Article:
It can’t be often that a Reuters film crew turn up at Kilburn’s intimate Luminaire, especially for what is effectively a jazz act. But that’s what the small matter of a Mercury nomination can do for a band’s profile.
Walthamstow-based quintet Led Bib’s currency has sky-rocketed since their Sensible Shoes album picked up the accolade as one of 2009’s 12 Mercury Prize Albums of the Year. Yet it’s become something of an annual joke that the Mercury panel seem to pick a ‘token jazz act’ every year, and what goes with that is generally a raised level awareness and increased album sales but very little real chance of actually bagging the award.
So tonight forms a five-man attempt to break that hoodoo as band-leading drummer Mark Holub and co showcase their fourth album and use the opportunity to gain some rehearsal time for their appearance at the awards show.
The band begin with an intensity that fades little throughout. It’s freestyle jazz but with enough form and structure underpinning it not to completely lose itself in self indulgence. The fleeting shared looks of recognition and respect on the faces of the band make this seem like an entirely improvised performance but it never descends into navel-gazing pretension.
Bass player Liran Donin is as adept at coming up with a funk-laden riff as he is a hazily mellow, strummed bassline. At one point one such horizontal bassline gradually builds, inducing intricate solos from all band members in turn and closed eyed reverie from one of the duo of sax players, Chris Williams, before the music calms again to end.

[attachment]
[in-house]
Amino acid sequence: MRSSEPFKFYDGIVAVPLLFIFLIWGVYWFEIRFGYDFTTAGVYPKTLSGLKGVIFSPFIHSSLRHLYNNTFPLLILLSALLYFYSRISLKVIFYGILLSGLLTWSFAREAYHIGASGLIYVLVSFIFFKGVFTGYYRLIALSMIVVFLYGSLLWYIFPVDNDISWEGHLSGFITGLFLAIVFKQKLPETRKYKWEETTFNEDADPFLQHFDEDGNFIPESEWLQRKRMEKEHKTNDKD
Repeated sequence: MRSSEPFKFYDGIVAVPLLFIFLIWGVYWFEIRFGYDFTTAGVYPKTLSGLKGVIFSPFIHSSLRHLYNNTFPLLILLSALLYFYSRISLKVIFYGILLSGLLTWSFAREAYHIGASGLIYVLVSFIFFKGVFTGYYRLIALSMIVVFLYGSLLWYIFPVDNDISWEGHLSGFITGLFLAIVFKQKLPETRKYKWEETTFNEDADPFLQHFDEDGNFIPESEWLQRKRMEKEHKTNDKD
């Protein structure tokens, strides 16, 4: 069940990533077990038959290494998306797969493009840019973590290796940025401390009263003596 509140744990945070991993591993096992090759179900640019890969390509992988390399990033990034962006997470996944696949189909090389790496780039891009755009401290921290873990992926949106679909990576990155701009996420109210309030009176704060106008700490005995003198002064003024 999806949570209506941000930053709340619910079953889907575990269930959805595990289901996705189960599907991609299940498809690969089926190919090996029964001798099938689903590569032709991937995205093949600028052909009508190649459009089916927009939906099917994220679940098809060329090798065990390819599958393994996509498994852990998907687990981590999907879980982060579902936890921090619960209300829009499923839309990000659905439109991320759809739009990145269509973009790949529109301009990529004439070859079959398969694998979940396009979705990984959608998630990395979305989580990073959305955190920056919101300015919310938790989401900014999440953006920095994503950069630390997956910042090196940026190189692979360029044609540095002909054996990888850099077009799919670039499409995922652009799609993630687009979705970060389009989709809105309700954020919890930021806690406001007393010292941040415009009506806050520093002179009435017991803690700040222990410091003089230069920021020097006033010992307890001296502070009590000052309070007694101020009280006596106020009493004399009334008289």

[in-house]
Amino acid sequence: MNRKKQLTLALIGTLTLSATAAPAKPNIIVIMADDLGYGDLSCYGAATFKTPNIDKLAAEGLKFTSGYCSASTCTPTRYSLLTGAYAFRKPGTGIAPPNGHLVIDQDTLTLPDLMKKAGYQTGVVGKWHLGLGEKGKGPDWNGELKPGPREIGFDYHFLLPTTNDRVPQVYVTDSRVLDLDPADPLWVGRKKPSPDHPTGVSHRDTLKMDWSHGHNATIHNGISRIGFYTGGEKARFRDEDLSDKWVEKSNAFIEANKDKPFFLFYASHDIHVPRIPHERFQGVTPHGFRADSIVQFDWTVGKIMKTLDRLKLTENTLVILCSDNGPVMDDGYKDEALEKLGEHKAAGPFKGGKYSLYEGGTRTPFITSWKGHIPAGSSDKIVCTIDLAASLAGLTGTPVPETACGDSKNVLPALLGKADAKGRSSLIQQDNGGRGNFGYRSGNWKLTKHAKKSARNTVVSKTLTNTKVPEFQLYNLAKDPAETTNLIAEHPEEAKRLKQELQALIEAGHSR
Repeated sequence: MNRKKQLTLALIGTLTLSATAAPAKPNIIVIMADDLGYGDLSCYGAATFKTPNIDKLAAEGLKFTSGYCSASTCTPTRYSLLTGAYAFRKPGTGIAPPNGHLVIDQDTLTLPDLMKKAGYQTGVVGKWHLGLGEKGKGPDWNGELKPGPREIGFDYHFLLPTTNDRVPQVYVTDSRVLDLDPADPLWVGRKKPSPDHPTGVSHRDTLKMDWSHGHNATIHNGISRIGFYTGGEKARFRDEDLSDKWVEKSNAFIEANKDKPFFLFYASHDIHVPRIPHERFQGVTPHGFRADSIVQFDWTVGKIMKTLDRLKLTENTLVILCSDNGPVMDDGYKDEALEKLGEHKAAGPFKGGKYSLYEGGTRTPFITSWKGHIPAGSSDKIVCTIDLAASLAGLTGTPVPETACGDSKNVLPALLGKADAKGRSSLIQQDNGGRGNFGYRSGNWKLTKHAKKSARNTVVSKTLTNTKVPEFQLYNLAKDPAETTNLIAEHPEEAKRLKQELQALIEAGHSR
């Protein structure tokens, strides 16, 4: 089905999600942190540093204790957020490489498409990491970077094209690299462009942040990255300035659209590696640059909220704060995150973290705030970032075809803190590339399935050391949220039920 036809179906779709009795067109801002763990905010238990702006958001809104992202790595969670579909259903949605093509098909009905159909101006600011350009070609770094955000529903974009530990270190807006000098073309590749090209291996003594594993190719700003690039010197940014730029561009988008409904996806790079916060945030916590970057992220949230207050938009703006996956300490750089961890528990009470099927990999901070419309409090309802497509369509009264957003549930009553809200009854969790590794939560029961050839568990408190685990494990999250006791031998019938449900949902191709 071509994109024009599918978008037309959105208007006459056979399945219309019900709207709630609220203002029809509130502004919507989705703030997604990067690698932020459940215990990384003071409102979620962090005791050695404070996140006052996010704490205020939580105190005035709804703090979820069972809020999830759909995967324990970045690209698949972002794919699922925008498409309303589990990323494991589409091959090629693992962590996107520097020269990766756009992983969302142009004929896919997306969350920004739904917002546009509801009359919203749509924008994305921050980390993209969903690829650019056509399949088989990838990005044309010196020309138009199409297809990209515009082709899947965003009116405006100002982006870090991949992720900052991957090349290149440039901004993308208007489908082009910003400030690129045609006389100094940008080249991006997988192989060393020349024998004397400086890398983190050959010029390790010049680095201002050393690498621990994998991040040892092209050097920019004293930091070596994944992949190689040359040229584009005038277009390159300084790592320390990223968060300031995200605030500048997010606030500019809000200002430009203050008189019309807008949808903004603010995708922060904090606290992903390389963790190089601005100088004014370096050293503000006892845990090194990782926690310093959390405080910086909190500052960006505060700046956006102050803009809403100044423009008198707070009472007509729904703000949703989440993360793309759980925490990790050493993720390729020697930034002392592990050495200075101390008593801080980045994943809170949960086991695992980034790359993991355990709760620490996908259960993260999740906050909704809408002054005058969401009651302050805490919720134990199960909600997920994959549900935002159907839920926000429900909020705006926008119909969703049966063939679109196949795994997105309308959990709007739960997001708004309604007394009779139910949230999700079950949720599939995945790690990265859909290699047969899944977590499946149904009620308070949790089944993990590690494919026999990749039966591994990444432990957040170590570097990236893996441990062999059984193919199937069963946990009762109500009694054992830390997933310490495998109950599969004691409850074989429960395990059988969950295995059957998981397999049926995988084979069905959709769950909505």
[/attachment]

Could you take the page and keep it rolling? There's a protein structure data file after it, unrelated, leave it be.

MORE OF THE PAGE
The next composition is the antithesis, beginning with a full-on blast to the senses, then calming before building up once again via keys, drums, bass and twin saxes. Consumed by the music and consuming each other’s music, feeding off it then feeding it back, Led Bib at their best are a jaw dropping spectacle.
Drummer Holub then announces they are going to have a run through of what they plan to play for the Mercury show. They are apparently given a paltry three-and-a-half minutes for their final chance to impress the judges and, after a manic tempo-shifting wigout is over, their dry run overruns by a mere 15 seconds. Job done.
Williams is frequently lost in the music while keyboard player Toby McLaren’s head movements make him look like a tongueless cat lapping at a bowl of milk, or a tortoise repeatedly having a lettuce leaf offered to him then withdrawn as he cranes his neck out of his shell and back again. But these are merely signs of how much the five-piece love what they’re doing, a feeling shared by the crowd.
In fact it’s so intensely felt that it seems that this is not just about playing music but a pure expression of the self. At times manic, at times mellow, this is as unmanufactured as it comes. The encore comes across like a free jazz version of Motorhead‘s Ace Of Spades and the crowd reaction is passionately rapturous.
Will the ‘token jazz act’ ever win the Mercury? It’s doubtful, but giving a talented band like Led Bib extra coverage could never be a bad thing. Their music may not be understood by the majority of Mercury judges or Joe Public; it’s simply not accessible enough. But while they may miss out on the 20,000 prize, they’ve certainly gained enough exposure to propel their careers to a level that will sustain them and their engaging take on forward-thinking jazz for many years to come.